Here’s the Metro press release, which notes that the pilot will run through mid-January. It’ll be somewhat like a hotel Wi-Fi offering – choose the “ridemetro-wifi” network, enter your email address, accept terms and conditions, and you’re in. I figure this will be more useful to folks with longer rides, like on the commuter lines, but everyone likes Wi-Fi, so even for a short ride it’ll get used. Hopefully, a system-wide expansion will follow.

Someone is opposing the Metro referendum

I suppose it was too optimistic to hope that the Metro referendum would not get any organized opposition.

Opponents of Metro’s $3.5 billion bond referendum have formed a political action committee to lead a grass-roots campaign to curtail what they say is wasteful spending by the regional transit agency.

“To ask for $3.5 billion is irresponsible,” said Bill Frazer, one of the organizers of the Responsible Houston PAC and a former Houston city controller candidate.

[…]

Opponents used the Post Oak project as the backdrop for their announcement Tuesday, noting that Metro is asking for money to build 75 miles of bus rapid transit in the region despite having nothing to show Houstonians are eager to hop aboard. Critics also noted Metro’s newest light rail lines have never delivered the ridership officials promised when they started construction and failed to build many of the things promised voters in 2003 — as they used the $640 million voters approved to build three rail lines and did not add the park and ride locations and increased bus service promised by the ballot item.

“Before we do another blank check, someone needs to hold someone accountable for the past,” said Wayne Dolcefino, a media consultant that helped organize Tuesday’s announcement.

With so many areas in need of improved street drainage, Frazer said transit officials should invest their money there — something he said is possible because Metro’s agreement with cities promises 25 percent of the transit sales tax for street and drainage projects. Nothing, Frazer said, prohibits Metro from spending more than a quarter of the money for streets.

Note that “organized” does not mean “coherent”, or “logical”, or “sensible”. Last I checked, Houston already had a funding system in place for street and drainage improvement, which as I recall from his campaigns for Controller Bill Frazer opposed. Drainage is certainly a vital thing, but it doesn’t improve mobility. I’m also old enough to remember the 2012 election, in which there was a referendum that not only reaffirmed Metro’s one quarter share of the transit sales tax, it granted Metro a full share of the revenue growth on top of what was then being collected. The rest of this is largely unsupported claptrap, which will appeal to the kind of person who thinks any of this makes sense, and nobody else. I’ll be sure to look for their 30-day and 8-day finance reports.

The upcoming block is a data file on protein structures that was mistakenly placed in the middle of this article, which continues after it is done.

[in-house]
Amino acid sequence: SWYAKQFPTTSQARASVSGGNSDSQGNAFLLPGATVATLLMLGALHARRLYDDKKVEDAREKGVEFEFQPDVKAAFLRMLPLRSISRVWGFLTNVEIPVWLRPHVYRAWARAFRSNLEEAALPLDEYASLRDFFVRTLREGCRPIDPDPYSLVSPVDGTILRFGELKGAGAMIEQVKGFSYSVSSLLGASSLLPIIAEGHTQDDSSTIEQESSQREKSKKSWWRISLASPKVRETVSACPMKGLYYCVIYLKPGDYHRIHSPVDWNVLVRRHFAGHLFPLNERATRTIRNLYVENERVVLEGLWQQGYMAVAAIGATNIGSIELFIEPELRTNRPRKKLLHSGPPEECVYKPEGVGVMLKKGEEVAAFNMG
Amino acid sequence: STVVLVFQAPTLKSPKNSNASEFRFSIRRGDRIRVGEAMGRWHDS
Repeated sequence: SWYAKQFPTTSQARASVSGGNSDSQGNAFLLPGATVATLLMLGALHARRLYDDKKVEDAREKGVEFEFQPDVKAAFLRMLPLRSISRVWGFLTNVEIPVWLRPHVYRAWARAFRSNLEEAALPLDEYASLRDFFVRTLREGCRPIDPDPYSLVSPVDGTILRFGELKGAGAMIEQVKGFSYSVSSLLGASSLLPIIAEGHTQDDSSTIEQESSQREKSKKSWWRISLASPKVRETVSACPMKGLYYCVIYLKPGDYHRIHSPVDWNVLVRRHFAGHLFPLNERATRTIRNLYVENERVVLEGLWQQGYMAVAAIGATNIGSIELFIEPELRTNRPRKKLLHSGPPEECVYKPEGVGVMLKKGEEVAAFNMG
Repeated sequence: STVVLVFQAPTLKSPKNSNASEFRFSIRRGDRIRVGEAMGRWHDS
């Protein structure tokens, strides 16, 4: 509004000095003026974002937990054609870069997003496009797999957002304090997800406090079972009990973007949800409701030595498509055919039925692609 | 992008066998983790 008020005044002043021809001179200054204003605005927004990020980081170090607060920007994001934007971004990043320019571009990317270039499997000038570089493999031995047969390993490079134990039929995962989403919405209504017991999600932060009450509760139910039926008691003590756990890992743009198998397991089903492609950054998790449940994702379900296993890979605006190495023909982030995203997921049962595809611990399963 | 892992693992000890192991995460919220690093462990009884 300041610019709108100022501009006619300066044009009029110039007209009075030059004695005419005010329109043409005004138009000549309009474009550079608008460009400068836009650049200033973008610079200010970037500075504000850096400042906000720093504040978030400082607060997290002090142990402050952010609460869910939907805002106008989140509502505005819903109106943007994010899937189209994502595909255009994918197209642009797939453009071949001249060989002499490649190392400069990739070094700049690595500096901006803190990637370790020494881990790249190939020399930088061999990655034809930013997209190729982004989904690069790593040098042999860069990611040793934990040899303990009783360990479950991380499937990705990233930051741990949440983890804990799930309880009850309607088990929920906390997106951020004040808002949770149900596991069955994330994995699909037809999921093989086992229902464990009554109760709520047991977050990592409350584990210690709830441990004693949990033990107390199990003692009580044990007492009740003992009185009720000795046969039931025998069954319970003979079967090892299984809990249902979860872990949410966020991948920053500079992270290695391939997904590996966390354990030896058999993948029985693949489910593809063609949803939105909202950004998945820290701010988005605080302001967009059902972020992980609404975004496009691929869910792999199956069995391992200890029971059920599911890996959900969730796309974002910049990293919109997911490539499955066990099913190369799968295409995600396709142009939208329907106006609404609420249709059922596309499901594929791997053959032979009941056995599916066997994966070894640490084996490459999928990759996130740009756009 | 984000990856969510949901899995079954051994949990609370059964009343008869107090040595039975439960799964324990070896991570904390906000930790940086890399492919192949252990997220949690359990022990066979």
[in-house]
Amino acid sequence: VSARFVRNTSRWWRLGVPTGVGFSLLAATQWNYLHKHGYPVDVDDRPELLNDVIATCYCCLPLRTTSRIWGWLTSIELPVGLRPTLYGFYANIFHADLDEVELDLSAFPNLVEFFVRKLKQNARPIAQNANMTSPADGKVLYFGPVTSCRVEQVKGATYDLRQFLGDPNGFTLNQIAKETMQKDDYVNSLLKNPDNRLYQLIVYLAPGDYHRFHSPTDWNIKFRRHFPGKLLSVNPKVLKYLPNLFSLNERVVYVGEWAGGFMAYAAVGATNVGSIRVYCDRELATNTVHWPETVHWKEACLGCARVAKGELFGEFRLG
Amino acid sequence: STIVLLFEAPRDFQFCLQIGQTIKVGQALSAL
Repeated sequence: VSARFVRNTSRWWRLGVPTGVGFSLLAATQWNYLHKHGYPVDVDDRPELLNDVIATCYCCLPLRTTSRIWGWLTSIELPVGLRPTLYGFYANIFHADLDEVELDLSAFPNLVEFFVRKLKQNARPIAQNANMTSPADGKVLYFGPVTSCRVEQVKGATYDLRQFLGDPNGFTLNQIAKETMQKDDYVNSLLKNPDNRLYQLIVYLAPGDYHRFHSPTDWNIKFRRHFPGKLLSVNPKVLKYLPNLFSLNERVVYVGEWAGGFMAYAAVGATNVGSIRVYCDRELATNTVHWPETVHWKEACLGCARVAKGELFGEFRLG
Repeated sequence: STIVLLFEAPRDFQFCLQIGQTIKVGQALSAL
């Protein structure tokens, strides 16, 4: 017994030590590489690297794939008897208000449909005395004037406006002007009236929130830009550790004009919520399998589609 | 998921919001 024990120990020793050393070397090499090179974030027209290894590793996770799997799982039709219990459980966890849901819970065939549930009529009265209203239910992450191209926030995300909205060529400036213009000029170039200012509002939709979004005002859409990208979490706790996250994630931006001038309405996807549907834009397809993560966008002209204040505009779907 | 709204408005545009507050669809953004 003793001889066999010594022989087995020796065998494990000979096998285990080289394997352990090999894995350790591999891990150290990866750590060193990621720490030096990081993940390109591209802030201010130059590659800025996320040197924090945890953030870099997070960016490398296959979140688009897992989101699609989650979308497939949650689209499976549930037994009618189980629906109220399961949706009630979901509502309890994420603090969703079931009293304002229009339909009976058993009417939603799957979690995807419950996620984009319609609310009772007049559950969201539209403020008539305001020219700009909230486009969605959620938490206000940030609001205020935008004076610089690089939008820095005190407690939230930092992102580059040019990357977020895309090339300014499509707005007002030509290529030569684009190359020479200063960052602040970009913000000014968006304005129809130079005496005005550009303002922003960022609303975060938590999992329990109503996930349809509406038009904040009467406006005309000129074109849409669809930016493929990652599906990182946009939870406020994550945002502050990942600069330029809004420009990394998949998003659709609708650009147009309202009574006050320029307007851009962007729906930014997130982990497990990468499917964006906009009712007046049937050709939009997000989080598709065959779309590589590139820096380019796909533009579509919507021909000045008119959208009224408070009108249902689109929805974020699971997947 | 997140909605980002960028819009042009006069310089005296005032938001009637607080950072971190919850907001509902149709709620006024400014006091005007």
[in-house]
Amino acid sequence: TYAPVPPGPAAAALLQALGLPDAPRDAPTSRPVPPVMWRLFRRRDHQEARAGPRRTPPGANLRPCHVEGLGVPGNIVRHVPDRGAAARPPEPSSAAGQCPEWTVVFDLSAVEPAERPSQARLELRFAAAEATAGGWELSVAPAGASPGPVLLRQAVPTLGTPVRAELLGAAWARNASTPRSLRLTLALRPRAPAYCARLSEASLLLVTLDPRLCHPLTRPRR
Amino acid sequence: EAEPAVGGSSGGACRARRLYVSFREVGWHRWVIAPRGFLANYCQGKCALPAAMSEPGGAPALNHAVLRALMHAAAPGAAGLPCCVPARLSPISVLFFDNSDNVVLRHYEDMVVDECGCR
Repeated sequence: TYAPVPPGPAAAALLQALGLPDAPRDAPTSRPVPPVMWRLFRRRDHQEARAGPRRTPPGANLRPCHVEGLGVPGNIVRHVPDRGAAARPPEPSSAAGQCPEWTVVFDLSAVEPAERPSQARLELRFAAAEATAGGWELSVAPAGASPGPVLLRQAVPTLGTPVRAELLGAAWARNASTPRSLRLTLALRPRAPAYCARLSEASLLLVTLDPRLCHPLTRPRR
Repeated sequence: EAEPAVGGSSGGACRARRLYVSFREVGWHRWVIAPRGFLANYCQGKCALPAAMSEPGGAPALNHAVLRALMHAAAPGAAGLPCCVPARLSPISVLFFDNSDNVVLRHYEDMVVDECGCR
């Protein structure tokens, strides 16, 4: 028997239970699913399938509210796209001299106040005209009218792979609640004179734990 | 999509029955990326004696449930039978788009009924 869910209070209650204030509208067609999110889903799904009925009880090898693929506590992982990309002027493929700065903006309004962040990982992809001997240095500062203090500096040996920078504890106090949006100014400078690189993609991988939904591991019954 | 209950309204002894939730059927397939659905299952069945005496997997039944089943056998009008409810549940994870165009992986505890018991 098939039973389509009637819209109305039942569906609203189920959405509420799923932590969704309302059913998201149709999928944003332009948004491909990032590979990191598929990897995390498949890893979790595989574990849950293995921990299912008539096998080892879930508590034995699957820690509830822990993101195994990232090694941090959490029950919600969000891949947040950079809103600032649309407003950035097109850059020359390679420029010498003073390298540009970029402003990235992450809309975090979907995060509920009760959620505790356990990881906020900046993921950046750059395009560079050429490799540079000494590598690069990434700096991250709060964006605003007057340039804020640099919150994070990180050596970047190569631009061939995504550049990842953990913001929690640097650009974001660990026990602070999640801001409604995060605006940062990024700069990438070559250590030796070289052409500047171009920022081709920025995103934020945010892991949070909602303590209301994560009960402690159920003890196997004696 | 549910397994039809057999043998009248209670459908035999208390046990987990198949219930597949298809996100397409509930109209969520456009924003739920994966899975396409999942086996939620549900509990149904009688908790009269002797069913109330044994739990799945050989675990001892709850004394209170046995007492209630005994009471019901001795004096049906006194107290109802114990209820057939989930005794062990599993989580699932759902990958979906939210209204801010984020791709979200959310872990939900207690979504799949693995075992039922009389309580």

Texas Central signs a manufacturing deal

For your information.

The bullet train planned between Houston and Dallas has a builder.

Texas Central, the private company developing the Texas Bullet Train, announced Friday morning it signed a deal with Salini Impregilo, the Italian construction giant, and its American subsidiary, Lane Construction.

“This agreement brings us one step closer to beginning construction of the civil infrastructure segments of the project,” said Texas Central CEO Carlos F. Aguilar, in a statement.

The deal is valued at $14 billion and includes final engineering and design of the 240-mile high-speed rail line and construction of the route, mostly along a utility corridor between the two metro regions.

The full press release is here. Texas Central achieved another milestone a few days earlier.

The Federal Railway Administration granted the Rule of Particular Applicability—or RPA—to Texas Central on Sept. 4 regarding the high-speed rail project slated to connect Dallas and Houston, according to a Sept. 4 press release from Texas Central.

This means the high-speed rail project is on track for both FRA actions—the RPA and the environmental permit—to be completed in 2020 with financial close and construction quickly following, according to the release.

RPAs are regulations that apply to a specific railroad or a specific type of operation to ensure a project’s safety, according to FRA information. This action, along with an environmental permit, is required before the project can be implemented.

“The FRA’s action on the Rule of Particular Applicability marks a major milestone in our quest to bring a transformative mobility solution, while minimizing impact on the environment and land use, as opposed to other options,” Texas Central CEO Carlos Aguilar said in the release. “We will meet or exceed all requirements the FRA mandates, to ensure we have the safest high-speed rail system in the world.”

Here’s a longer version of the story. The Environmental Impact Statement is as always the big hurdle to clear. If they’re on pace for that, then we really will see actual construction begin. I’ll be looking for it.

What can we really do about I-45?

Urban planner Jeff Speck is once again warning us about the negative effects of widening I-45.

TxDOT cites three principal motivations for advancing the I-45 project: reducing traffic congestion, improving driver safety, and improving air quality. These laudable goals are apparently considered important enough to outweigh the significant costs discussed above. And they might be — if they were achievable.

Sadly, each one is a false promise. Decades of similar state projects around the U.S., each with its own ample justification, teach a simple lesson: highway widenings do not reduce congestion in the long run, and make both driver safety and air quality worse.